On Springboks & Rainbows: Invictus reviewed

Having come a long way from his days as “The Man with No Name” and “Dirty Harry”, veteran actor-turned director Clint Eastwood has proved that at nearly 80 he still has that magic touch.

You don’t have to be a rugby fan to enjoy this film, a highly uplifting morality tale on the strength of the human spirit and the concept of snatching victory from the jaws of defeat – in a sporting and psycholoogical sense.

One of the film’s opening scenes features archive footage of Nelson Mandela being released from his long incarceration with a voiceover making the statement “Mandela is now a free man” – surely an intentional pun on the name of the lead actor. Morgan Freeman is uncannily accurate in his portrayal of Mandela as the highly charismatic and charming individual that he was – and continues to be. Although it should be noted that such parts – ie the world weary wise old sage who has a knack of influencing those around him as in films like The Shawshank Redemption and Driving Miss Daisy – are his stock in trade.

John Carlin in his book Playing the Enemy on which Invictus is based sums up the spirit of worldwide revolution that was in the air in the lte1980s/early 90s:

“The world was changing fast. The anti-communist Solidarity movement had come to power in Poland; demonstrations in Tiananmen Square were calling for Chinese reform; the Soviet army ended its nine-year occupation of Afghanistan; the Berlin Wall was tottering. Apartheid belonged like, communism to another age.”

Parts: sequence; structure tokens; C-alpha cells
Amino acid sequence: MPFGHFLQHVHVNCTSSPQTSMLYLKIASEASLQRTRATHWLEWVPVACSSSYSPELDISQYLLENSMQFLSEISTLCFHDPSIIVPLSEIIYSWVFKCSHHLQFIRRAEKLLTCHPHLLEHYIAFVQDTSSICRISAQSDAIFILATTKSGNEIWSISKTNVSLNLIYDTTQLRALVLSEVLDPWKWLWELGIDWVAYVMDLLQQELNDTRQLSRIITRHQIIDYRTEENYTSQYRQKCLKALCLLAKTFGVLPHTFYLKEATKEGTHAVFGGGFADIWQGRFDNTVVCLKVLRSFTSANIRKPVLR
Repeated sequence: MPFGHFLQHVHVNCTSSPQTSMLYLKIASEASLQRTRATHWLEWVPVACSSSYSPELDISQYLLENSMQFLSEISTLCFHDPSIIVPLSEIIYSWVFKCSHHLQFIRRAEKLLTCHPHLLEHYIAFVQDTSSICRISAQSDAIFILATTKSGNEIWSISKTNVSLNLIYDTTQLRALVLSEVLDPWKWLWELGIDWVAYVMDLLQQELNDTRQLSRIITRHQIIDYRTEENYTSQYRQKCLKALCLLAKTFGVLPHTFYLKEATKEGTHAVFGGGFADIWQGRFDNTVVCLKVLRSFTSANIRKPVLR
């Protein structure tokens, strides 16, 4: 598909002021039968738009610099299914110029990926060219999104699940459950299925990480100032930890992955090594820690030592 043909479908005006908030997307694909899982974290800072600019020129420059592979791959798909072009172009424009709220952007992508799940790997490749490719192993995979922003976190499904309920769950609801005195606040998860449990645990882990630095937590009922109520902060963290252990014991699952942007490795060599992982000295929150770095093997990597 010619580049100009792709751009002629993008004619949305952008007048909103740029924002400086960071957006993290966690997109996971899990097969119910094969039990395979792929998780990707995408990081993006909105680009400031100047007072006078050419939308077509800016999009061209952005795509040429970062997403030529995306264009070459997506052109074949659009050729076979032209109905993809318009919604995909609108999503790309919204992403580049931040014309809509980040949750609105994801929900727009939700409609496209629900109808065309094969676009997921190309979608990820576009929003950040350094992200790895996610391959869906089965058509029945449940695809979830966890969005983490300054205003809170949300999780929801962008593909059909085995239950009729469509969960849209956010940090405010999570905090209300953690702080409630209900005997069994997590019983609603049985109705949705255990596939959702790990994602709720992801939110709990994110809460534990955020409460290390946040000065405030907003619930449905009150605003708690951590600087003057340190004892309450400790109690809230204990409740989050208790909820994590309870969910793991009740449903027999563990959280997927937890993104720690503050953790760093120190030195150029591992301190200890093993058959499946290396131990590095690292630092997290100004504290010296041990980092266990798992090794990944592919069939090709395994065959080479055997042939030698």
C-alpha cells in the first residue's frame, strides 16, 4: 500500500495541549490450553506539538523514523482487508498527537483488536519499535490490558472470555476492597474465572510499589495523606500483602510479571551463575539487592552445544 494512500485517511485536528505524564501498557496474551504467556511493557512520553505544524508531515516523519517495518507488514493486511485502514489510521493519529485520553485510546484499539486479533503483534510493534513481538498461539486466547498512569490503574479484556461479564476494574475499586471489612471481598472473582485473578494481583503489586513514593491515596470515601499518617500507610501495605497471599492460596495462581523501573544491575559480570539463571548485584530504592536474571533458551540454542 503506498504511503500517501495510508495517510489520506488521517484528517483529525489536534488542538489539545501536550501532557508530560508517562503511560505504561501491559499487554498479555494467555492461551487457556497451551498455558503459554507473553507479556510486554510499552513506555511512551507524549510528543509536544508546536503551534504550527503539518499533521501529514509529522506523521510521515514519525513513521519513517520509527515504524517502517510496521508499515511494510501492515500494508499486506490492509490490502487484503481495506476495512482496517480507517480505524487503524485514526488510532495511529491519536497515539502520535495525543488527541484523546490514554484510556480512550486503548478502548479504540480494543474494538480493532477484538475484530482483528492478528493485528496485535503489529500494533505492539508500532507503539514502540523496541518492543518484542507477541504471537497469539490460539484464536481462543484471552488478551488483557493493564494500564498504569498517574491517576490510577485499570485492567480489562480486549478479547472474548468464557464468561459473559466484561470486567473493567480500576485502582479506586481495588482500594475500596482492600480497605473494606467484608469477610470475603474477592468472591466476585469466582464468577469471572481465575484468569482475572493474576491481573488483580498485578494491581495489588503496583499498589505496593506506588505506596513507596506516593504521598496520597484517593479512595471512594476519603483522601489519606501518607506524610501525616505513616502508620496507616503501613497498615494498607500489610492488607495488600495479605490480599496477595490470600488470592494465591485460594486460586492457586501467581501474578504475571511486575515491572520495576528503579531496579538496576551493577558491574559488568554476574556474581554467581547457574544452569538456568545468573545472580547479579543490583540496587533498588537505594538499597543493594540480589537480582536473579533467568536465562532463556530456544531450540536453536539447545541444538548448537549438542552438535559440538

Mandela’s philosophy of in order to make progress you need to know your enemy is one of the central tenets of the film. Freeman is excellent in putting across Mandela’s extraordinary lack of bitterness towards his former oppressors following 27 years of incarceration.

When questioned by his black colleagues about his enthusiastic support for the Springboks who had previously represented the oppressive game of the white Afrikaner Mandela says “If I can’t change when circumstances demand how can I expect others to change?”

Despite the heavy overall message of Invictus its not wihtout its comic moments. A notable example is when the white presidential security guards who had previously worked for FW de Klerk under the apartheid regime report for duty to their boss who is now black – and suspects he is the victim of some kind of joke. But in reality it is all part of Mandela’s grand plan to heal the divisions and unite a once bitterlydivided nation which had not so long ago been on the brink of civil war.

Although Matt Damon doesn’t look like your average rugby player his portrayal of Springbok captain François Pienaar is convincing as is his Afrikaner accent. The scenes on he field of play are also well choreographed as are the reactions from the crowd.

The sickly sweet feelgood factor is perhpas a little overdone by the end of the film,with the final scenes of the jubilant team and their supporters now both white and black, but this doesn’t detract from what is a fantastic piece of cinema.


Darts is shite

There are certain sports that I firmly believe shouldn’t be shown on TV. This isn’t necessarily just sports I don’t like though. I don’t like cricket for instance, but I don’t object to it being on the TV. There’s a certain passion to it and a cause that people can sympathise with in supporting their team – watching the skill of a batsman hitting the ball for six – or a fielder diving from a diffcult angle to catch the ball and end the batsman’s session – or a fast bowler toppling the stumps.

Darts on the other hand is an abomination which has none of the passion or excitement of other sports. I’m not getting into the old argument of whether or not darts should be classified as a sport. Whether it’s a sport or not is irrelevant. Dog-fighting and bear-baiting are no doubt considered sports by their followers, but that doesn’t mean they should be on TV. Darts is basically a pub game which has somehow found its way on to our TV screens. Who wants to watch tattooed beer-bellied neaderthals throwing aerodynamic nails at a rubber circle in between downing pints in one go?